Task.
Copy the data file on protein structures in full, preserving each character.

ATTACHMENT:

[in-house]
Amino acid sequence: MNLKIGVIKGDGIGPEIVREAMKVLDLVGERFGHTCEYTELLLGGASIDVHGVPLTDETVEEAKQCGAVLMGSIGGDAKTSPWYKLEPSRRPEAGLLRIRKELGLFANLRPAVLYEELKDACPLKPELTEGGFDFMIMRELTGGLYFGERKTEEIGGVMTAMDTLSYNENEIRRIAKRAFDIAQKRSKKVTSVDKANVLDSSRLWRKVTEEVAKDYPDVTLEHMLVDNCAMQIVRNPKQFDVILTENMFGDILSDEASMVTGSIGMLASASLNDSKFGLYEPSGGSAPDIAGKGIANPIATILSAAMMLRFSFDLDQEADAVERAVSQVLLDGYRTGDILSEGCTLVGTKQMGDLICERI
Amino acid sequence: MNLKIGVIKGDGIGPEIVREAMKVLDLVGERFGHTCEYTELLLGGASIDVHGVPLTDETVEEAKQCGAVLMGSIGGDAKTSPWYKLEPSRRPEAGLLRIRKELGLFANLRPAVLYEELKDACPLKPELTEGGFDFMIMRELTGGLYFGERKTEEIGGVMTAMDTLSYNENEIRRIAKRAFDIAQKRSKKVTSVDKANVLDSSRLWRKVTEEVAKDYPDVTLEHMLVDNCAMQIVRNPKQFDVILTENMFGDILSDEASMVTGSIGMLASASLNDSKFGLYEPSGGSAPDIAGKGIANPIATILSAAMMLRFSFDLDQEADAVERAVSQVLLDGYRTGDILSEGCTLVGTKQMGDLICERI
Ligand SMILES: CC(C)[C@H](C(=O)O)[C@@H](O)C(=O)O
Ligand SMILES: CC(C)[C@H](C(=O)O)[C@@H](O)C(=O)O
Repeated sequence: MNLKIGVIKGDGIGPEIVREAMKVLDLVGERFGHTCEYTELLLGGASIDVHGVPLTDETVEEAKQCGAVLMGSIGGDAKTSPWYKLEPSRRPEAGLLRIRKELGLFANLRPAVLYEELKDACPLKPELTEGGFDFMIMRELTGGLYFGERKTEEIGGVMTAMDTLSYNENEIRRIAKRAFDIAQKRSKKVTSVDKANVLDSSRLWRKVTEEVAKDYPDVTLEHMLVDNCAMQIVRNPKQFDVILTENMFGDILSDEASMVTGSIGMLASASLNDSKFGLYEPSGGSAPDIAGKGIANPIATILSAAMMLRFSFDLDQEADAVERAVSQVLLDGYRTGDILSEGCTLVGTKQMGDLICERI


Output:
[in-house]
Amino acid sequence: MNLKIGVIKGDGIGPEIVREAMKVLDLVGERFGHTCEYTELLLGGASIDVHGVPLTDETVEEAKQCGAVLMGSIGGDAKTSPWYKLEPSRRPEAGLLRIRKELGLFANLRPAVLYEELKDACPLKPELTEGGFDFMIMRELTGGLYFGERKTEEIGGVMTAMDTLSYNENEIRRIAKRAFDIAQKRSKKVTSVDKANVLDSSRLWRKVTEEVAKDYPDVTLEHMLVDNCAMQIVRNPKQFDVILTENMFGDILSDEASMVTGSIGMLASASLNDSKFGLYEPSGGSAPDIAGKGIANPIATILSAAMMLRFSFDLDQEADAVERAVSQVLLDGYRTGDILSEGCTLVGTKQMGDLICERI
Amino acid sequence: MNLKIGVIKGDGIGPEIVREAMKVLDLVGERFGHTCEYTELLLGGASIDVHGVPLTDETVEEAKQCGAVLMGSIGGDAKTSPWYKLEPSRRPEAGLLRIRKELGLFANLRPAVLYEELKDACPLKPELTEGGFDFMIMRELTGGLYFGERKTEEIGGVMTAMDTLSYNENEIRRIAKRAFDIAQKRSKKVTSVDKANVLDSSRLWRKVTEEVAKDYPDVTLEHMLVDNCAMQIVRNPKQFDVILTENMFGDILSDEASMVTGSIGMLASASLNDSKFGLYEPSGGSAPDIAGKGIANPIATILSAAMMLRFSFDLDQEADAVERAVSQVLLDGYRTGDILSEGCTLVGTKQMGDLICERI
Ligand SMILES: CC(C)[C@H](C(=O)O)[C@@H](O)C(=O)O
Ligand SMILES: CC(C)[C@H](C(=O)O)[C@@H](O)C(=O)O
Repeated sequence: MNLKIGVIKGDGIGPEIVREAMKVLDLVGERFGHTCEYTELLLGGASIDVHGVPLTDETVEEAKQCGAVLMGSIGGDAKTSPWYKLEPSRRPEAGLLRIRKELGLFANLRPAVLYEELKDACPLKPELTEGGFDFMIMRELTGGLYFGERKTEEIGGVMTAMDTLSYNENEIRRIAKRAFDIAQKRSKKVTSVDKANVLDSSRLWRKVTEEVAKDYPDVTLEHMLVDNCAMQIVRNPKQFDVILTENMFGDILSDEASMVTGSIGMLASASLNDSKFGLYEPSGGSAPDIAGKGIANPIATILSAAMMLRFSFDLDQEADAVERAVSQVLLDGYRTGDILSEGCTLVGTKQMGDLICERI